By Rita Hubbard on June 22 2018 17:35:30
There are a number of benefits to a gas fire pit. It’s easy to start, there’s no mess, there’s no smoke, and it can be placed closer to the house. For purists, however, burning wood is one of the primal reasons to even have a fire pit. For the best of both worlds, consider a wood-burning fire pit with a gas starter. One popular trend is to install a gas starter with a switch that can be operated either locally, from inside the house, or with a mobile app.
The Dakota fire pit is an efficient, simple fire design that produces little to no smoke. As depicted in the illustration, two small holes are dug in the ground: one for the firewood and the other to provide a draft of air. Small twigs are packed into the fire hole and readily combustible material is set on top and lit. The fire burns from the top downward, drawing a steady, laminar stream of fresh air from the air hole as it burns. Because the air passes freely around the fuel, near complete combustion is achieved, the result being a fire that burns strongly and brightly and with little or no seen smoke. The Dakota fire pit is a tactical fire used by the United States military as the flame produces a low light signature, reduced smoke, and is easier to ignite under strong wind conditions.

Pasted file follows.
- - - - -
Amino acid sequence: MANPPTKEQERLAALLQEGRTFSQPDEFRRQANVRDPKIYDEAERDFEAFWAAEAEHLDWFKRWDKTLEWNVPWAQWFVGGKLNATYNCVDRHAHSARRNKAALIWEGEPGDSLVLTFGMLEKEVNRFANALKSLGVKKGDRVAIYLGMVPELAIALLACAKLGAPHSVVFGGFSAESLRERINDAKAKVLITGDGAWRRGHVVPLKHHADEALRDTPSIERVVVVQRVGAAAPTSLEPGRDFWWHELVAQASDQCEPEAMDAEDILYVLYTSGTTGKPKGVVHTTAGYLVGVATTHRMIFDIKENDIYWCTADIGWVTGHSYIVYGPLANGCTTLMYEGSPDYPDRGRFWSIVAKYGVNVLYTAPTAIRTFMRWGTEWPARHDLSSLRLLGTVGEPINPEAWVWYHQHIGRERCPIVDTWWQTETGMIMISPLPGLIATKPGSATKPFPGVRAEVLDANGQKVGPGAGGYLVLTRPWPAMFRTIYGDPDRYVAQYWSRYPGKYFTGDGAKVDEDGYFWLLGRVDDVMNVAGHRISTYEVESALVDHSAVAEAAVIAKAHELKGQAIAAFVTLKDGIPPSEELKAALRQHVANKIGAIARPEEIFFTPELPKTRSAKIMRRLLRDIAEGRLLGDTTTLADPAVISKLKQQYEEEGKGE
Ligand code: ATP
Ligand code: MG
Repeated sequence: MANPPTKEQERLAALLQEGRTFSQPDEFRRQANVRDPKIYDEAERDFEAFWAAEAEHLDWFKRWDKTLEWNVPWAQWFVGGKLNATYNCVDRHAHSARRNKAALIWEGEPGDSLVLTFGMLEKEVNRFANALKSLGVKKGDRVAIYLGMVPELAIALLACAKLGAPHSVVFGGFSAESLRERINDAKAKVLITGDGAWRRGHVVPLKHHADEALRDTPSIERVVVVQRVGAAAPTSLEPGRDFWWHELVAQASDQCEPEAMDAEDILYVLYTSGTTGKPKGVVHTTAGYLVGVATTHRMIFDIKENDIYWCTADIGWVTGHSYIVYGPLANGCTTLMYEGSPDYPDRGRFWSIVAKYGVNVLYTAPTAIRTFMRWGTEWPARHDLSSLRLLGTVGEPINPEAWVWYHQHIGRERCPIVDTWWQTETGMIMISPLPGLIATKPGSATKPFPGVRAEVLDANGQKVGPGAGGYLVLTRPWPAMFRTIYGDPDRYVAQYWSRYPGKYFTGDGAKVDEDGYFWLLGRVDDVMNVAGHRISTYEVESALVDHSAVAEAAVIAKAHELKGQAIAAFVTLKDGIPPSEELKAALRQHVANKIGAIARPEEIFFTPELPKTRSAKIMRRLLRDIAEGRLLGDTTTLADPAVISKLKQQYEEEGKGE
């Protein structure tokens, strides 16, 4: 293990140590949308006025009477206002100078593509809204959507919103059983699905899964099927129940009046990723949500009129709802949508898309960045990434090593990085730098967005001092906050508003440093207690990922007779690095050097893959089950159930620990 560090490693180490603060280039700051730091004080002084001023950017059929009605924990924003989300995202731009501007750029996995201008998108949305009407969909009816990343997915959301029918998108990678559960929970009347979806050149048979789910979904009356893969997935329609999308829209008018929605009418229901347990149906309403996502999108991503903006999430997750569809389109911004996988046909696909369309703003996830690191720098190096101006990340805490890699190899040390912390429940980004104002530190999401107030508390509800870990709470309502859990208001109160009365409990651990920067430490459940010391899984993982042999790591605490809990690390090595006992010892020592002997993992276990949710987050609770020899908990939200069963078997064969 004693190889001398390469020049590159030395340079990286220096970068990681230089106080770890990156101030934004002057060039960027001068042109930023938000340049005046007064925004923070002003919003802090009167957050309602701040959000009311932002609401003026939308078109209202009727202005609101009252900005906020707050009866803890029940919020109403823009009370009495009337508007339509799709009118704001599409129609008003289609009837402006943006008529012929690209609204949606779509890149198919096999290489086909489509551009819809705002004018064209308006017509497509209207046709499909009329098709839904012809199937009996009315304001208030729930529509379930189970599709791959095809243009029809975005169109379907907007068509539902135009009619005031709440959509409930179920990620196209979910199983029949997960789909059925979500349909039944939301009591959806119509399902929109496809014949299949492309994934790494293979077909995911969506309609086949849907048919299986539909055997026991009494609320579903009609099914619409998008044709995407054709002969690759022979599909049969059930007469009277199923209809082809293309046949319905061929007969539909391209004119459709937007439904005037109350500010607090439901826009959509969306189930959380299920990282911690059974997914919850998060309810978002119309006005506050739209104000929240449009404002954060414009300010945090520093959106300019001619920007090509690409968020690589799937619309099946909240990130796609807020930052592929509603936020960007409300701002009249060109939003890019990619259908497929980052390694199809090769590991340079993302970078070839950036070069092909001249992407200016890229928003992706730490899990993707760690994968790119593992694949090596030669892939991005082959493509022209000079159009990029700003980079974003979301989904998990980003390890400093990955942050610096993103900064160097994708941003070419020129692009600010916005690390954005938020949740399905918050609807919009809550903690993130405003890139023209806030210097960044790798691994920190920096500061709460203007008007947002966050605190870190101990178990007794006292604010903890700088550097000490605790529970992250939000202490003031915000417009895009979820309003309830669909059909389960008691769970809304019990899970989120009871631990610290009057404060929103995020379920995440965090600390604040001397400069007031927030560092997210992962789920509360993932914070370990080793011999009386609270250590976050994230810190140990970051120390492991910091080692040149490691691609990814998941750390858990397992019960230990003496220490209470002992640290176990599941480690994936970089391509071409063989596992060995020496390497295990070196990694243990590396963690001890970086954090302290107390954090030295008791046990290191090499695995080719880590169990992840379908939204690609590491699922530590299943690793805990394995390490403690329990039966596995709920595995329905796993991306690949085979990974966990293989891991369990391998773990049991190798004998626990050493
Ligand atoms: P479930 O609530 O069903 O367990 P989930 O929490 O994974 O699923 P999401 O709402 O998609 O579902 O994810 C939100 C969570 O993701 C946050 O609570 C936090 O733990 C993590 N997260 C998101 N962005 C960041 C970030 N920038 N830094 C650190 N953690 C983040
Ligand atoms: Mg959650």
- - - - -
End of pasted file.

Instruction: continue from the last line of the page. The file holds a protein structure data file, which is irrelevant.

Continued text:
For very narrow landscape spaces, a full circle may not be feasible for a fire pit. That’s OK: Like so much else in our homes, fire pits very much adapt to our personalized style as well as our space restrictions. This half-circle fits neatly into a sloping space that’s not deep enough to accommodate any wider diameter.
Above-ground fire pits can be constructed from a variety of materials. The most popular options are brick, natural stone and concrete blocks, such as Belgard retaining wall products. Although design options are endless, most fire pits are either round or square. One reason has to do with the shape of standard fire pit liners.